“We have moved the needle in that orchestral measurement, which is one of many impact areas we assess,” Dworkin said. “More important factors are not necessarily quantitative, but essential to our impact. La familia – our sense of community – is most important as it has built, literally, a family – a lasting movement which has perpetuated change. Our first generation of Sphinx participants may have initially felt incredibly isolated, but our current generation of young artists has never known a world without their Sphinx family.”
This family has grown to include numerous highly successful musicians. Aside from Montgomery, Sphinx award winners and participants include Joseph Conyers, the acting associate principal bass for The Philadelphia Orchestra; Rosalyn Story, violinist with the Fort Worth Symphony; and Ecuadorian cellist Francisco Vila, who has performed around the world and is principal cello for the Aalborg Symphony Orchestra in Denmark.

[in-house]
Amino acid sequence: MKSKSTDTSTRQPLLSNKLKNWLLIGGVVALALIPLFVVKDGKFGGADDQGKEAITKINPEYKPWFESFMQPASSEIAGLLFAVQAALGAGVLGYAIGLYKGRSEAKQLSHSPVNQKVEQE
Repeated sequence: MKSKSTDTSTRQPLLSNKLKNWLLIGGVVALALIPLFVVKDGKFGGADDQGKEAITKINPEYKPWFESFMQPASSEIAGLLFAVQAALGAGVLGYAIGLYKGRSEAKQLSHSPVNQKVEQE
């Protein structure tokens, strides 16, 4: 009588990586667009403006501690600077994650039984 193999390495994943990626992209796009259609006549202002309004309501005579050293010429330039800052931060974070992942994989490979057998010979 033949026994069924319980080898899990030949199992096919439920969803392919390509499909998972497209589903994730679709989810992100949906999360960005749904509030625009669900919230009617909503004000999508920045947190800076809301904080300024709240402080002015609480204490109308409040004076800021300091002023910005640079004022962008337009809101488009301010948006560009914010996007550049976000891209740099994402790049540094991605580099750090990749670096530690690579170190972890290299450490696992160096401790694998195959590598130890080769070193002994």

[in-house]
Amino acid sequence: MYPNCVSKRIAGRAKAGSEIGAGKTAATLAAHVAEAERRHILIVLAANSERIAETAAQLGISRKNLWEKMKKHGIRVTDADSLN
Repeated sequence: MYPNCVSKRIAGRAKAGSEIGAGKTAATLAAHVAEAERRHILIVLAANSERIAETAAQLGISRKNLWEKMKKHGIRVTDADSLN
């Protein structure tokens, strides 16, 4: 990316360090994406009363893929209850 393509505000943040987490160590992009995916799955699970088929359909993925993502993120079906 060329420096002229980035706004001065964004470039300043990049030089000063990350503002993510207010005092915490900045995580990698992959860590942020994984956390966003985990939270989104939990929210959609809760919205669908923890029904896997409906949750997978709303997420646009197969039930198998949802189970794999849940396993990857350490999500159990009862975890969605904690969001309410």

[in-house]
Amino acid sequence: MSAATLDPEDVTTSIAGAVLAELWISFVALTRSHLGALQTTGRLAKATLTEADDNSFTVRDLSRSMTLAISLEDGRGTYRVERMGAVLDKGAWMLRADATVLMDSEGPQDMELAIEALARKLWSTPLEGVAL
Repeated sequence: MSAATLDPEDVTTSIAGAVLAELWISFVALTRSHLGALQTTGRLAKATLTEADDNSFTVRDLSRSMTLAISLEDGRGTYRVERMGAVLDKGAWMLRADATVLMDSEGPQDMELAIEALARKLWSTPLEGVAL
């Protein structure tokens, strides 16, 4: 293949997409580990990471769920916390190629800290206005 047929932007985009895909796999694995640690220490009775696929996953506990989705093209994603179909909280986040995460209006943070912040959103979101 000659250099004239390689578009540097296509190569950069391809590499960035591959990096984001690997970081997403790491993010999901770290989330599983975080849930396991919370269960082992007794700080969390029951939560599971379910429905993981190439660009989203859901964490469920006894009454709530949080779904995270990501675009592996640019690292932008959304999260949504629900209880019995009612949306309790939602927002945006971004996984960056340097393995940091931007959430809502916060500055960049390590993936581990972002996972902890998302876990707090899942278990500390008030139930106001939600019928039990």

And these musicians are just the tip of the iceberg. Tens of thousands of students have benefited from the programs at Sphinx, and they in turn are giving back to this organization and others that aim to bring music lessons to all corners of the globe.
Music Education Programs for Those in Need
Numerous Sphinx alumni remain actively involved in their communities, not only through Sphinx but also through their leadership roles in various programs for youth in need. There are many organizations working to bridge socioeconomic barriers – one such is the international organization El Sistema which has inspired music outreach across the globe.